MALAYSIA Tanah Tumpah Darahku


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Saturday, February 11, 2017

Splitting hairs over paint brushes?

YOURSAY | ‘All leaders who are corrupt should have a 'corruption logo' on their sleeves…’
Anonymous #44199885: There seems to be much concern by Muslim NGOs on the halalness of goods without so much as a peep from them regarding corruption and allegations of corruption against Muslim leaders.
The perception they generate is that it is not okay for Muslims to eat, touch, hold, smell, or wear anything non-halal, but it is okay if Muslim leaders are involved in corruption and abuse of power.
Their concern about the halalness of goods overrides any consideration about the welfare of the poor and the unfortunate and the well-being of our country and the future of our younger generation. Malaysia can do without such people.
Sadly, in every country there is always a group that has been given both the space and time to prioritise the less significant matter as the national narrative.
Versey: I highly recommend Muslim Consumers Association of Malaysia (PPIM) president Nadzim Johan to check out the following website.
It provides information to help him to understand how difficult it is to avoid pig altogether in this modern times due to the complex workings of the global food and processing industry.
For example, collagen taken from the pigs is converted into gelatine and it finds its way into numerous foodstuffs where it acts as a gelling agent.
Pig gelatine is used as a clarifying agent in wines and fruit juices to remove the cloudiness; some ice creams, whipped creams, yoghurts, certain butters.
A number of medicines (from painkillers to multivitamins) also contain pig gelatine; fatty acids extracted from the bone fat of pigs are used in shampoos and conditioners to give them their shiny, pearl-like appearance; glycerine made from pork fat is also an ingredient in many types of toothpaste.
There are other products that can include pig material - shoes that use bone glue from pigs to improve the quality of the leather; certain paints that use bone fat to enhance their glossy properties.
Some manufacturers use an ingredient called L-cysteine, which is a protein made from pig or other animal hair and which is used to soften the dough.
According to the author of ‘Pig 05049’, Christein Meindertsma, some companies didn't even realise their products contained elements taken from a pig because of the middle men involved in the complex distribution process.
The confusion is not helped by the fact that it is not clear from the products' ingredient labels where they originally came from.
So Nadzim, if you are so particular about products made from pigs or other non-halal ingredients, how can you be ascertained that products that labelled its ingredients as glycerin, gelatine or glue, etc, are not porcine-based?
I Wonder?: It is better, wiser, easier and practical to label all food and products conforming to ‘halal’ with ‘halal’ logo.
I wonder whether we should classify our currency notes as non-halal as it is widely circulated and perhaps stained with porcine DNA.
GE14Now!: And all leaders who are corrupt should have a 'corruption logo' on their sleeves as well. We can also have a 'donation logo' for those who are really good at fundraising.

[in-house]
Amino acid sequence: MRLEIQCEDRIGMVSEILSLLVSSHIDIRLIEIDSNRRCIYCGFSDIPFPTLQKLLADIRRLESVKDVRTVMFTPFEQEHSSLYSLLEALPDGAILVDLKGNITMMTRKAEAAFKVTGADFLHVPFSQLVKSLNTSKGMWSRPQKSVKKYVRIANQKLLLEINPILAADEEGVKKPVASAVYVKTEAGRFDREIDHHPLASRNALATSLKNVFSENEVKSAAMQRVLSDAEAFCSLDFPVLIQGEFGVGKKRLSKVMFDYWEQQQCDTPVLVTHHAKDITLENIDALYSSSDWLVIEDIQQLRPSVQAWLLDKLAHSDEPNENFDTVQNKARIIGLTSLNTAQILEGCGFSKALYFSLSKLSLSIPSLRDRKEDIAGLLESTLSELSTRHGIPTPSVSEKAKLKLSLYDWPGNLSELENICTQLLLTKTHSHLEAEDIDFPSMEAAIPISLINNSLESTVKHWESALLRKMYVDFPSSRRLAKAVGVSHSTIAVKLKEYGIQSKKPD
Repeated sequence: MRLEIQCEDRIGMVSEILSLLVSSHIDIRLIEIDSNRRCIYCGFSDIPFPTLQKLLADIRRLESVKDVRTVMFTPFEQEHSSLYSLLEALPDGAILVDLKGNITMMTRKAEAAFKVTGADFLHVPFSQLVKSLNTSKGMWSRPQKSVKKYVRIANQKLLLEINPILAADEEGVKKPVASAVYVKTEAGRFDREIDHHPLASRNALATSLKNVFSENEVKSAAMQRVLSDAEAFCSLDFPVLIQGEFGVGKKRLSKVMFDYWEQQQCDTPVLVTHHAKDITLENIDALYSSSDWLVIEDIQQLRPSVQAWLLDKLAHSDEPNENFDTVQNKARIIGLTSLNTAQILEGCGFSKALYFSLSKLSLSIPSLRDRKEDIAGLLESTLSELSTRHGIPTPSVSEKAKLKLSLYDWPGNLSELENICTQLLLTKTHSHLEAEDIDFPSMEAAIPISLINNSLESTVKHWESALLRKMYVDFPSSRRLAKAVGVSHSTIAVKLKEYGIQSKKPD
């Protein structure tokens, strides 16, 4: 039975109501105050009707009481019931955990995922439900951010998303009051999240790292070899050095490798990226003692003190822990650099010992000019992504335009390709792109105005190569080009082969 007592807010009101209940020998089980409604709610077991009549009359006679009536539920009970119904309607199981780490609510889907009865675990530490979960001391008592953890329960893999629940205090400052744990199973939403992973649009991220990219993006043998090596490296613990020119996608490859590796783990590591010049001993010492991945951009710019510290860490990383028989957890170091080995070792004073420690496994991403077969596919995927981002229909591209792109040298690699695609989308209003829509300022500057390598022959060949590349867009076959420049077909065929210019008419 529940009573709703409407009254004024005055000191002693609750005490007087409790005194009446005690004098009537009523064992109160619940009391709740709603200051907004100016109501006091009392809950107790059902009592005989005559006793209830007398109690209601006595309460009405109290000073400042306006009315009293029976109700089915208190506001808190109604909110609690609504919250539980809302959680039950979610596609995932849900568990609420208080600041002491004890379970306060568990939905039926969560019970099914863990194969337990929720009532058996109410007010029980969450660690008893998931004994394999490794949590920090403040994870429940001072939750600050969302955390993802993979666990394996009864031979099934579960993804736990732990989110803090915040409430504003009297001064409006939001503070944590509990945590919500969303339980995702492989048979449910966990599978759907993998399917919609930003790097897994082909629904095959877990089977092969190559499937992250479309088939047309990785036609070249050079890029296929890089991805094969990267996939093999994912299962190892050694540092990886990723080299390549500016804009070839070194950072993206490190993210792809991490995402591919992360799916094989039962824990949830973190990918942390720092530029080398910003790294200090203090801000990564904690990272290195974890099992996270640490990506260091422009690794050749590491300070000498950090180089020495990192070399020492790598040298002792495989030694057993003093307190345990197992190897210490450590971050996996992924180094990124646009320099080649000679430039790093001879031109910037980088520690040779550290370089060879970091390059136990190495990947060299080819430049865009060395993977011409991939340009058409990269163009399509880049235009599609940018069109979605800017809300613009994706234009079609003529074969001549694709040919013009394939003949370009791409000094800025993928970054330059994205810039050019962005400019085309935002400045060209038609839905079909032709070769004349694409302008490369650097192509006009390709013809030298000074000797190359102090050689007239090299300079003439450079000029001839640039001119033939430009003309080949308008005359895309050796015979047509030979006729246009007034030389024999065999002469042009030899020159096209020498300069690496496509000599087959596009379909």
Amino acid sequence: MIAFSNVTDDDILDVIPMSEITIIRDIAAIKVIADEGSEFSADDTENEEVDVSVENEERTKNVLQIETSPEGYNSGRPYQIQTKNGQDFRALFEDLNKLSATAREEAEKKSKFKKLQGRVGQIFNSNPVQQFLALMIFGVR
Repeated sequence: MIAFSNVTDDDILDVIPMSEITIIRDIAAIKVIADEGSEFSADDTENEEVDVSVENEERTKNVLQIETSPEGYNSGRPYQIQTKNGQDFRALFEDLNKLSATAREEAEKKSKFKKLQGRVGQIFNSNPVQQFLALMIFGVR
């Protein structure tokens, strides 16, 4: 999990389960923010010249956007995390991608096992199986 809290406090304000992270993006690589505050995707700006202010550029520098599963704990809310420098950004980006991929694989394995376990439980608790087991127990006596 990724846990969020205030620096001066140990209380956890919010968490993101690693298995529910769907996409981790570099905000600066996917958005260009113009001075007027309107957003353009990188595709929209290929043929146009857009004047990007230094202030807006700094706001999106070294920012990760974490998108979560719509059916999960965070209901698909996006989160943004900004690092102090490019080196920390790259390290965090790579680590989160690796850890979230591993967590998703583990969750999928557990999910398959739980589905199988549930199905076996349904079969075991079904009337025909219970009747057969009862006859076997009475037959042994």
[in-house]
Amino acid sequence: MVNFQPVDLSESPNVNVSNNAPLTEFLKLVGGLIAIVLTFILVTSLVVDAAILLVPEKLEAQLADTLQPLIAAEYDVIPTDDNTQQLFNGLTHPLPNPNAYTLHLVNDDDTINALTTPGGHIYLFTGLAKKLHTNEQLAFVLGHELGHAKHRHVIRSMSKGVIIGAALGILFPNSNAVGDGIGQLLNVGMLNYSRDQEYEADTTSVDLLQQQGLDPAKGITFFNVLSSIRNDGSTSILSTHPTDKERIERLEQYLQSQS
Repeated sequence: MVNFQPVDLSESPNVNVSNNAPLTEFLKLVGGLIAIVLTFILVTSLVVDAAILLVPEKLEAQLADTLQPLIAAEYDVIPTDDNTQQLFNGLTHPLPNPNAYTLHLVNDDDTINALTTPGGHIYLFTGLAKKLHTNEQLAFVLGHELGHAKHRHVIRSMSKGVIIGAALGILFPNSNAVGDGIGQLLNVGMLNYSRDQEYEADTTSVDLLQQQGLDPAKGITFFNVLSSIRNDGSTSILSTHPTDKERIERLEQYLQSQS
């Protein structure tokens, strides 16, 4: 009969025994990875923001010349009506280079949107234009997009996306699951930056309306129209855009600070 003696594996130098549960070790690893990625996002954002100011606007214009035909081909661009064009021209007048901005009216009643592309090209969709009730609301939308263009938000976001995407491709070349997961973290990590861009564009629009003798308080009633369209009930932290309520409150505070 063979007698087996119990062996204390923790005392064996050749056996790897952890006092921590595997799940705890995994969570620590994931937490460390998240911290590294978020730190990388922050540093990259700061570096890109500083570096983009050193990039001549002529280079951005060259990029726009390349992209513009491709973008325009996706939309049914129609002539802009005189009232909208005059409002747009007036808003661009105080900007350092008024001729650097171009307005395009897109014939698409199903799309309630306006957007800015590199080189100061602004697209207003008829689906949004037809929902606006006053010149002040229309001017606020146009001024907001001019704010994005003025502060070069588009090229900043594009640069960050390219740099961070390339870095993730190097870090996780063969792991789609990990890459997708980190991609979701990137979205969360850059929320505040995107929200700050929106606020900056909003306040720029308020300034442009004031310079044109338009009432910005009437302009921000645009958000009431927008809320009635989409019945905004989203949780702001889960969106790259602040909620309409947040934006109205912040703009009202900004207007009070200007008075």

Wake Up: It is a sad thing that even a 'brush' seemed to be a national issue now. What else to come, no one knows.
We failed to realised one truth - whatever we do, wherever we come from and whatever we are we will still living on this earth until we leave.
When we leave, we leave without the physical body and we all become one. It is better to be one now before we realised our foolishness after death.
FellowMalaysian: Domestic Trade, Cooperatives and Consumerism Minister Hamzah Zainudin has given the most appropriate reply from the government on the seemingly never-ending issue of religion-based agencies and organisations trumpeting up issues on the pretext of defending Islam and the welfare of the Muslim people.
The hardware retailers selling pig-bristles paint brushes have every right to sell all kinds of brushes, including those made from pig bristles. Muslims should exercise caution when buying such products.
Everyone knows that leather products such as shoes, belts or handbags are made from all types of animal hides, including those from pig skin, and these are sold openly in retail outlets big and small.
Many well-known names and brands of ladies and men's wear of international appeal very often include pigskin in their melange of products in order to meet individual tastes and desires.
Everyone knows that a little extra pertinence is required when Muslims shop for such products even though they come from exquisite top-notched designer's names.
Donplaypuks: Hamzah is a rare Umno minister who has the sense and guts to say and do the right thing for once.
Anonymous_1371477558: We don't have ministers who are willing to do the right thing. Now we have one. Thank you, Hamzah.
Mushiro: For once, we see a minister with common sense to stop the raid. But traders should respond and segregate these products under non-halal section.
Debater: The problem is that the government, in playing the religious card, had created a class of government servants who had to create work for themselves in order to survive.
If they are so religious and wanted to split hair, they should find out whether their income is from halal sources.
Kamikasi: Minister, you are wise. PPIM was the one which went overboard and started this issue. The media did not play this issue.

Wazerman: Judging from Hamzah’s action, he should be complemented for his judgment. However, we cannot say the same for the person who gave instruction for the raid.- Mkini

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